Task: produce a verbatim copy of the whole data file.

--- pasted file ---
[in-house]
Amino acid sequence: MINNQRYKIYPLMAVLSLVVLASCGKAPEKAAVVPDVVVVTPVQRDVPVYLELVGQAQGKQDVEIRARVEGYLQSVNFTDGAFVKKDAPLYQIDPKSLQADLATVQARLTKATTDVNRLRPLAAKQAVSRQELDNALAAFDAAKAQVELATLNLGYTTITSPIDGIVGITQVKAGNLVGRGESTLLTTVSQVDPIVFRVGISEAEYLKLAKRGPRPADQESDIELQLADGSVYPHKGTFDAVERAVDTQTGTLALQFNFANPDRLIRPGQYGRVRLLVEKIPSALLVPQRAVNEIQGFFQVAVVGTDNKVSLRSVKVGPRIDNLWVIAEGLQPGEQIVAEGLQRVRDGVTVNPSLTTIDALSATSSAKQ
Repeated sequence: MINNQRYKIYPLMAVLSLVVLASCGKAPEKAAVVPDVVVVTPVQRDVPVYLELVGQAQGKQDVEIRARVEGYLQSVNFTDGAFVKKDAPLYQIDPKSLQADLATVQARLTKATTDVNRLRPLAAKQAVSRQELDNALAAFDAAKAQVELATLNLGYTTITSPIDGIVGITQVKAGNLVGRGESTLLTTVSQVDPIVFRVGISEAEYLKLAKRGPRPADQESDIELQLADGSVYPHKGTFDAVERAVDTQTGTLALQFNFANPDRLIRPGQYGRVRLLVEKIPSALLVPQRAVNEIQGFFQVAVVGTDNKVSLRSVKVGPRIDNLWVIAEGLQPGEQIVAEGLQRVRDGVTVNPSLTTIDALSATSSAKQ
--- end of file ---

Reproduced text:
[in-house]
Amino acid sequence: MINNQRYKIYPLMAVLSLVVLASCGKAPEKAAVVPDVVVVTPVQRDVPVYLELVGQAQGKQDVEIRARVEGYLQSVNFTDGAFVKKDAPLYQIDPKSLQADLATVQARLTKATTDVNRLRPLAAKQAVSRQELDNALAAFDAAKAQVELATLNLGYTTITSPIDGIVGITQVKAGNLVGRGESTLLTTVSQVDPIVFRVGISEAEYLKLAKRGPRPADQESDIELQLADGSVYPHKGTFDAVERAVDTQTGTLALQFNFANPDRLIRPGQYGRVRLLVEKIPSALLVPQRAVNEIQGFFQVAVVGTDNKVSLRSVKVGPRIDNLWVIAEGLQPGEQIVAEGLQRVRDGVTVNPSLTTIDALSATSSAKQ
Repeated sequence: MINNQRYKIYPLMAVLSLVVLASCGKAPEKAAVVPDVVVVTPVQRDVPVYLELVGQAQGKQDVEIRARVEGYLQSVNFTDGAFVKKDAPLYQIDPKSLQADLATVQARLTKATTDVNRLRPLAAKQAVSRQELDNALAAFDAAKAQVELATLNLGYTTITSPIDGIVGITQVKAGNLVGRGESTLLTTVSQVDPIVFRVGISEAEYLKLAKRGPRPADQESDIELQLADGSVYPHKGTFDAVERAVDTQTGTLALQFNFANPDRLIRPGQYGRVRLLVEKIPSALLVPQRAVNEIQGFFQVAVVGTDNKVSLRSVKVGPRIDNLWVIAEGLQPGEQIVAEGLQRVRDGVTVNPSLTTIDALSATSSAKQ